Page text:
stock phrase about men?

L.S. Cousins selwyn at NTLWORLD.COM
Thu Mar 11 19:10:15 UTC 2004

Martin Delhey writes:

>I suspect that the sutta according to which men, too,
>bind women in eight ways is a later addition by the
>Pali recension of the old canon.

What would be the motive for such a later addition ? Are you
postulating a growing tendency towards gender equality in the
developing Theravaada ?

>There is no
>corresponding sUtra in the Chinese ekottarAgama (T
>125) p. 765c, where another recension of the sUtra on
>women binding men is found.

I have the impression that the source for the Chinese translation of
the Ekottaraagama is rather late, but others may be better informed
on that.

>Moreover, the second
>yogAcArabhUmi passage mentioned by me in an earlier
>message (zi 101a4ff. in the Peking [or "Qianlong"]
>edition seems only to presuppose that women bind men
>in eight ways and not vice versa.

If there were originally two suttas, I do not find it surprising that
sometimes only the one referring to the effect of women on men is
cited in later sources. If there was originally only one, the
decision to add a second discourse presenting the effect of men on
women would certainly be most interesting and would need to be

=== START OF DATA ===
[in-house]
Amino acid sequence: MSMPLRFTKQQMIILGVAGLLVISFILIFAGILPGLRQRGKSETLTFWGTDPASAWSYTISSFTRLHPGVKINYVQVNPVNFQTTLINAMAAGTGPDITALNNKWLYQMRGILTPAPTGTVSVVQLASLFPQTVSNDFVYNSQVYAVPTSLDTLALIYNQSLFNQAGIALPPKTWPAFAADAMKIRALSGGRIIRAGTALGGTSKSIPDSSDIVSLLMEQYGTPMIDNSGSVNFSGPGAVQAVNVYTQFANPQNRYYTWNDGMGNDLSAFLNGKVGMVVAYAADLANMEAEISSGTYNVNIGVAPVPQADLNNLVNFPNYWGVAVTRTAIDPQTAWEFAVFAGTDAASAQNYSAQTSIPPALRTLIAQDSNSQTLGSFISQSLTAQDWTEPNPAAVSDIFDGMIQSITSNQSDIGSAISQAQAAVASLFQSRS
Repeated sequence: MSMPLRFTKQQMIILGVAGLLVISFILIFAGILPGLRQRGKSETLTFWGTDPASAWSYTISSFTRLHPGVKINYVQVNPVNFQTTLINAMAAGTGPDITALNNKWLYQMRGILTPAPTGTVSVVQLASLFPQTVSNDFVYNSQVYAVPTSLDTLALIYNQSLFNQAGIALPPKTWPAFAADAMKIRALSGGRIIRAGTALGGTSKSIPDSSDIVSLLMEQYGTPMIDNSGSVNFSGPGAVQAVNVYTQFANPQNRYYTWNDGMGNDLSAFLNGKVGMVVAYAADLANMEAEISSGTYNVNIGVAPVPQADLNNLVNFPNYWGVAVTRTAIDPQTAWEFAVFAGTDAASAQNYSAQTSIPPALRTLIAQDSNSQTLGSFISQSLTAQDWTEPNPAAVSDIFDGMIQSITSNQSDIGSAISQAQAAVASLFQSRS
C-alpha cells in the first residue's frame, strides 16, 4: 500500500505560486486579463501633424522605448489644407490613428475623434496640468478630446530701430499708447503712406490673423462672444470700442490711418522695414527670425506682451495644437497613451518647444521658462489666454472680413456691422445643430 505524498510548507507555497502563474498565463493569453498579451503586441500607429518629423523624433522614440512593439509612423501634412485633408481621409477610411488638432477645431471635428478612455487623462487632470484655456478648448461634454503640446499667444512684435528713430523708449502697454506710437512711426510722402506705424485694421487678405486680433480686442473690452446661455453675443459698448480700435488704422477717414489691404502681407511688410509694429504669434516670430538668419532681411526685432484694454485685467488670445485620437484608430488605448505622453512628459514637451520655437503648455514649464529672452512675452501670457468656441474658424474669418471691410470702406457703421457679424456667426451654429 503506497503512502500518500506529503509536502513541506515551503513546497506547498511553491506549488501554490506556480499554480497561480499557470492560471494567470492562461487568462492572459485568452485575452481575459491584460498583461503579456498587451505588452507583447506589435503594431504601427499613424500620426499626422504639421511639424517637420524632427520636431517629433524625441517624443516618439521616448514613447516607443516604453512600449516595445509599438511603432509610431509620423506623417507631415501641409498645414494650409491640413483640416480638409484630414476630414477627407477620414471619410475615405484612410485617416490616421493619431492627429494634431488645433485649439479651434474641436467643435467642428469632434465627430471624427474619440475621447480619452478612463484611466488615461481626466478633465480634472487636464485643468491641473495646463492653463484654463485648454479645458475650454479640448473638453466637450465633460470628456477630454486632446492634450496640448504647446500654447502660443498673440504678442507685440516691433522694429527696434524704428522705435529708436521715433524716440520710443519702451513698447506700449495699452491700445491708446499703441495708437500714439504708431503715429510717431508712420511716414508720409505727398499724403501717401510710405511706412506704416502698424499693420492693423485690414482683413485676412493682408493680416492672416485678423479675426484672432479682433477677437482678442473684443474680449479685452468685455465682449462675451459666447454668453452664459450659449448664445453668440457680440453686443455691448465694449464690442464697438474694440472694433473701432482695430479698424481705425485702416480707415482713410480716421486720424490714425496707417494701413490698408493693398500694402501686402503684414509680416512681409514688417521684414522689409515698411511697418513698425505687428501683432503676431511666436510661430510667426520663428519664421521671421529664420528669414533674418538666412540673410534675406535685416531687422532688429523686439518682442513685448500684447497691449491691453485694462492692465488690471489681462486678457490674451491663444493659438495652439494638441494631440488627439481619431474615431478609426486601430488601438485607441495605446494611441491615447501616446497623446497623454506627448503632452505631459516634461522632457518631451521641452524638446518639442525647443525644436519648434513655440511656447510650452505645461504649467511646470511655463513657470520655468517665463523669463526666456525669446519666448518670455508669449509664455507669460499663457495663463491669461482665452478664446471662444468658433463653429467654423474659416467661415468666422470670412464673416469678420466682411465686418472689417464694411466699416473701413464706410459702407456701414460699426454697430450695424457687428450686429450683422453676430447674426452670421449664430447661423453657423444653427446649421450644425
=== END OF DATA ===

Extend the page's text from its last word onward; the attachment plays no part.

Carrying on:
accounted for.

It should be noted that groups of small suttas each presenting a
slightly different angle on matters are quite common in the

>  > The Pali expression vanabha'nga does not seem
>>  problematic in
>>  isolation. It is explained consistently both by
>>  Buddhaghosa in the
>>  A'nguttara commentary and in more detail in a series
>>  of Vinaya
>>  commentaries beginning with Sp III 527 & 529.
>>  Vanabha'nga is simply
>>  any growing thing gathered in the countryside (lit.
>>  forest) i.e.
>>  flowers, foliage and the like and (in this case)
>>  used in
>  > inter-personal relations or sexual play.
>I see no cogent reason why we have to adopt an
>interpretation of a canonical term simply because it
>is put forward in the commentaries of the Theravaada

I don't think anybody has suggested that. But to ignore the
commentaries is not very sensible, especially in a case like this. It
is clear that we are not dealing with a single isolated comment but
rather with a established tradition of exegesis in the Vinaya
commentaries. Most probably what we have here is the reason given by
the Theravaada tradition or its sources for the interpretation of
Middle Indian *va.nabha'nga as equivalent to Sanskrit vana-.

But the fact that this is clearly the traditional interpretation in
the Pali sources does not prove that it is the original meaning of
the 'canonical' passage (which may well have had variations both in
form and in interpretation from an early date).

Lance Cousins

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